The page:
Having said this, I must place a caveat, namely, that the above finding, in the instant case, will apply if the court agrees with the appellant that the departure from the disciplinary code was justified in the in casu. It is to that very issue that I turn presently.
The place of a disciplinary code or policy
 The appellant’s disciplinary code, entitled, ‘Guideline of Offences and Appropriate Action Depending on The seriousness of the Offense’,20 provides that in respect of the offence of ‘Dishonesty, (concerning work done or otherwise)’ for the first offence it is a final written warning. For the second offence, it is appropriate to issue a dismissal.
 It was argued by Ms Alexander that in the instant case, the appellant’s disciplinary code prescribed that where an employee has been found guilty of dishonesty, a final written warning must ensue. It was argued in this connection that the appellant failed to place reasons, which tend to show that the deviation from the policy, and in this case, to issue a dismissal was warranted. In terms of the policy, it is in cases of theft where a dismissal would be warranted as a sanction, she further submitted.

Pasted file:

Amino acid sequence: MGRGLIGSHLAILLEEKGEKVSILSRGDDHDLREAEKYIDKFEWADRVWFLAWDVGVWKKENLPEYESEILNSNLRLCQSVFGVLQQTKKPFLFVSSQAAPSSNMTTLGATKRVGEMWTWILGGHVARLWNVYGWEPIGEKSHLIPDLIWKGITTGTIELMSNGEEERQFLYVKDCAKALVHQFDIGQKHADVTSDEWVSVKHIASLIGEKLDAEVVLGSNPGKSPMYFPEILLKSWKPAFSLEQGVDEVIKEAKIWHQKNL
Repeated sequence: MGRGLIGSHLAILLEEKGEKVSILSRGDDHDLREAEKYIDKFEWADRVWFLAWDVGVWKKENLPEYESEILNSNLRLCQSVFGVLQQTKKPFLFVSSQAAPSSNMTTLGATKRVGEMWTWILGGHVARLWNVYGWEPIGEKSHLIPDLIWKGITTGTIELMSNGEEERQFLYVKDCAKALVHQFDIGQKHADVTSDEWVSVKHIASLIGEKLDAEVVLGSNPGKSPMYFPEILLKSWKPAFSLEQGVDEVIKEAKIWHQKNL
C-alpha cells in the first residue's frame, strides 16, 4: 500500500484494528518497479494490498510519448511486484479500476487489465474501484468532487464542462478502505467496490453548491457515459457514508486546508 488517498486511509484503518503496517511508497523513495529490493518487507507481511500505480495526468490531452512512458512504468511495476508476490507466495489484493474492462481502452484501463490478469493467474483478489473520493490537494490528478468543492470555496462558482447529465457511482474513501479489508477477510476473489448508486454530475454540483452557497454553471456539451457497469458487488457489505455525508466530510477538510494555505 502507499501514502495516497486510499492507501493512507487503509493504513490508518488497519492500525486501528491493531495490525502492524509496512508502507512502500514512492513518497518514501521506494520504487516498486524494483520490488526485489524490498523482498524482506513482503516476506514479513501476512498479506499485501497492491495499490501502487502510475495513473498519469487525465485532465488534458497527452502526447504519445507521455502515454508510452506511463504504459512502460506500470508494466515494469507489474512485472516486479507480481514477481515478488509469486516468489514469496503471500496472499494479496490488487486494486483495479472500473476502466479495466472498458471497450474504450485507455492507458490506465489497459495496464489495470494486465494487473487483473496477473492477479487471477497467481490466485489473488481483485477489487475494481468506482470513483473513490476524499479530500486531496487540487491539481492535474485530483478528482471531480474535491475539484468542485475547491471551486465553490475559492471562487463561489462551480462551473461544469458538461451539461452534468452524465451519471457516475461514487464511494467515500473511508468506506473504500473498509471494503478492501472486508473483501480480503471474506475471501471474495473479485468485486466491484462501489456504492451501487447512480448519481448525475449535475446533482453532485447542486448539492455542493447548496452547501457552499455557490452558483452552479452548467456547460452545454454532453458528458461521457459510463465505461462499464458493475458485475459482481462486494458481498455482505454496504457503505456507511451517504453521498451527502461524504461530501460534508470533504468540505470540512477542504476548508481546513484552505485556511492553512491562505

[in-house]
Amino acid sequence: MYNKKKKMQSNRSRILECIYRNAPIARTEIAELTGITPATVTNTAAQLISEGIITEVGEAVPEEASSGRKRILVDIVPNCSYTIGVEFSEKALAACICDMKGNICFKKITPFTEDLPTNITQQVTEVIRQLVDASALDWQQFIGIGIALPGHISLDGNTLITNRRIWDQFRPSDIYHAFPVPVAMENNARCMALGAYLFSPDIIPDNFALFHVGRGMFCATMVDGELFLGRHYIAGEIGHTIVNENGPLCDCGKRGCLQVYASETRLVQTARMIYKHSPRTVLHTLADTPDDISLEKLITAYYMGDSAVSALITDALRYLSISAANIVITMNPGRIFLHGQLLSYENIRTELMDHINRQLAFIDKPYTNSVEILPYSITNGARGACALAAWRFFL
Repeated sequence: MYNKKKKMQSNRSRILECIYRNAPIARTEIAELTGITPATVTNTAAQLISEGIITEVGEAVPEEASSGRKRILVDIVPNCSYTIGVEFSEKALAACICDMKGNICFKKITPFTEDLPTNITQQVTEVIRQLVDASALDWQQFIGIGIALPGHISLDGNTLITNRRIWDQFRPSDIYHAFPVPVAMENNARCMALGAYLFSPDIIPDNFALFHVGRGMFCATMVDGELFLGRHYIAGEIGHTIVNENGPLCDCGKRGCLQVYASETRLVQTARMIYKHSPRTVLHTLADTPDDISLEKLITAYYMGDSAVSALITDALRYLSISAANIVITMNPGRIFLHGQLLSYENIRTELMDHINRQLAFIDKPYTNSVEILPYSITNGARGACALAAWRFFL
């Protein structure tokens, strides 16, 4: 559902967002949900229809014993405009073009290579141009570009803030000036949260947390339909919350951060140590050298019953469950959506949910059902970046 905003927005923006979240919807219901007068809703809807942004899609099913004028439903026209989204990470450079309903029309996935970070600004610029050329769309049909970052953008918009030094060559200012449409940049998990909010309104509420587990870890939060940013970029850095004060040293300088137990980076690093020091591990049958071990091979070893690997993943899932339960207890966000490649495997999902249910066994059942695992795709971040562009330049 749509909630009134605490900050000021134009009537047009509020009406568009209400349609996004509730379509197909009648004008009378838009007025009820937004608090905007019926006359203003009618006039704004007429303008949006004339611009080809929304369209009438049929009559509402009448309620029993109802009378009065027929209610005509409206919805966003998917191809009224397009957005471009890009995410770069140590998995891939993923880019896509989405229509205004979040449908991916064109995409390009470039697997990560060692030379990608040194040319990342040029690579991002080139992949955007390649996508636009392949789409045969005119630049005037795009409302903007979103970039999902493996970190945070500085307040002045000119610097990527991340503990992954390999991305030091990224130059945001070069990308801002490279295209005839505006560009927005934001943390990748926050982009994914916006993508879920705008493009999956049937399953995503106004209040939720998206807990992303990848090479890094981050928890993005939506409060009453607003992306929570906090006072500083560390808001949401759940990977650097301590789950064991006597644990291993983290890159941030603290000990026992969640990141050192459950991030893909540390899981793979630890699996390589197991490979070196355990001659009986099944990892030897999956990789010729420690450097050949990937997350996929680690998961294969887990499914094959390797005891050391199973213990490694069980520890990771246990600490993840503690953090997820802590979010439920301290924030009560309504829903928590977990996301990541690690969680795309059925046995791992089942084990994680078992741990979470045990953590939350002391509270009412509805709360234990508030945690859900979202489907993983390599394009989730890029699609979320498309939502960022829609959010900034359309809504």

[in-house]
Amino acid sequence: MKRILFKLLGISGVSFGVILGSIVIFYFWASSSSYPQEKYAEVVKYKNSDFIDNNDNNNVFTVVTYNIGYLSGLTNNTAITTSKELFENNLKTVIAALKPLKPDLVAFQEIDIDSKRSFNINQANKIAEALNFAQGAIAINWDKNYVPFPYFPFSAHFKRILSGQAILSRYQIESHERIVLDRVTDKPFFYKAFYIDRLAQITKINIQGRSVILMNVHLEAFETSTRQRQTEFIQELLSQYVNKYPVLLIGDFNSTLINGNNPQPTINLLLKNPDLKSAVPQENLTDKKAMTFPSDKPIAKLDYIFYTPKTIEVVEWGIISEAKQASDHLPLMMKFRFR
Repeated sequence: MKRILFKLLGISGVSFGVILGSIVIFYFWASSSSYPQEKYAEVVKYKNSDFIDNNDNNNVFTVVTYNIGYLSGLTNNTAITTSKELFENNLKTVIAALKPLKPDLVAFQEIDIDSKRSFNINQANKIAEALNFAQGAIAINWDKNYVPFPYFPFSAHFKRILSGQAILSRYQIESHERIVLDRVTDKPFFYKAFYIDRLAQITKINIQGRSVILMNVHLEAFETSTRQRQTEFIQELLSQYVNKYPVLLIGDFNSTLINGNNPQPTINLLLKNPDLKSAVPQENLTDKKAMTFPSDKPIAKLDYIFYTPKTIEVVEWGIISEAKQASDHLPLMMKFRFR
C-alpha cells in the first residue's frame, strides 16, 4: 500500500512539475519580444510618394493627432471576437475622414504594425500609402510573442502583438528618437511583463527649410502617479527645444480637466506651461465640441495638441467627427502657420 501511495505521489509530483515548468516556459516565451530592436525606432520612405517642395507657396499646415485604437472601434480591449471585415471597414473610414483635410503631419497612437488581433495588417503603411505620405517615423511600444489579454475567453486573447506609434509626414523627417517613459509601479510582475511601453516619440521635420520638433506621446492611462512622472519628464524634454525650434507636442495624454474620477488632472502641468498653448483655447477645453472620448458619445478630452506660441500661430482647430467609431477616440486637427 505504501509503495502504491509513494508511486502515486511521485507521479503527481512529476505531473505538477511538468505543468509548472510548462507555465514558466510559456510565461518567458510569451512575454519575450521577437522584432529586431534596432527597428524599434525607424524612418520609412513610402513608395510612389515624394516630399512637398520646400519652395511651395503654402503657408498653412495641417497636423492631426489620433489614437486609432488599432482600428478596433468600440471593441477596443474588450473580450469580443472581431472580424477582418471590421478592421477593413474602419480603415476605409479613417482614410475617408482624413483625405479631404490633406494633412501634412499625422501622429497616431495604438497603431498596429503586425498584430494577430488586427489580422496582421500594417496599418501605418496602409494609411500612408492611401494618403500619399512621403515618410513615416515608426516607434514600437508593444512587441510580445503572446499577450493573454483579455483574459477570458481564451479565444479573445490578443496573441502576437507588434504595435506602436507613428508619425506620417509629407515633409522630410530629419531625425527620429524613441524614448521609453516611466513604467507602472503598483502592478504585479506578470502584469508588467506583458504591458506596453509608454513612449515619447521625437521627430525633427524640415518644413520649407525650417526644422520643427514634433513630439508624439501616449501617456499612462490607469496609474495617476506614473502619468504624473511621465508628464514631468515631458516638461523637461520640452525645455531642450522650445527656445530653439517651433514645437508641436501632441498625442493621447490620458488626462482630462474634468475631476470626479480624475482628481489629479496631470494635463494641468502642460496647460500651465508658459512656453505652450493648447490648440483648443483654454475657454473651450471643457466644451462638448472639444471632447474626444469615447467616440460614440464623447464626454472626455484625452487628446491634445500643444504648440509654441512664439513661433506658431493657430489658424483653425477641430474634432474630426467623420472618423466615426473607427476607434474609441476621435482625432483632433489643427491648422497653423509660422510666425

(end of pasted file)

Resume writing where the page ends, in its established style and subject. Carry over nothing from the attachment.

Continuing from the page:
Ms Bassingthwaighte, for her part, argued that the arbitrator erred in regarding the disciplinary policy as a hard and fast rule. It was her submission that it must be regarded as a guide. I am in agreement with this submission. It is very clear from the heading of the policy that it is termed a ‘guideline’, meaning that it is not cast in stone and that some flexibility, where called for, must be allowed.
 In the Namdeb Diamond Corporation (Pty) Ltd v Richard Ronnie Gaseb case,21 the Supreme Court reasoned that, ‘I agree with the observation that “a court should guard against an elevation of a disciplinary code into an immutable set of commandments which have to be slavishly adhered to.” I also agree that where there is a departure from such a code it should not be to the detriment of an employee. In my view, the overriding consideration should be whether the employer had complied with, in the particular circumstances of the case, a fair procedure.’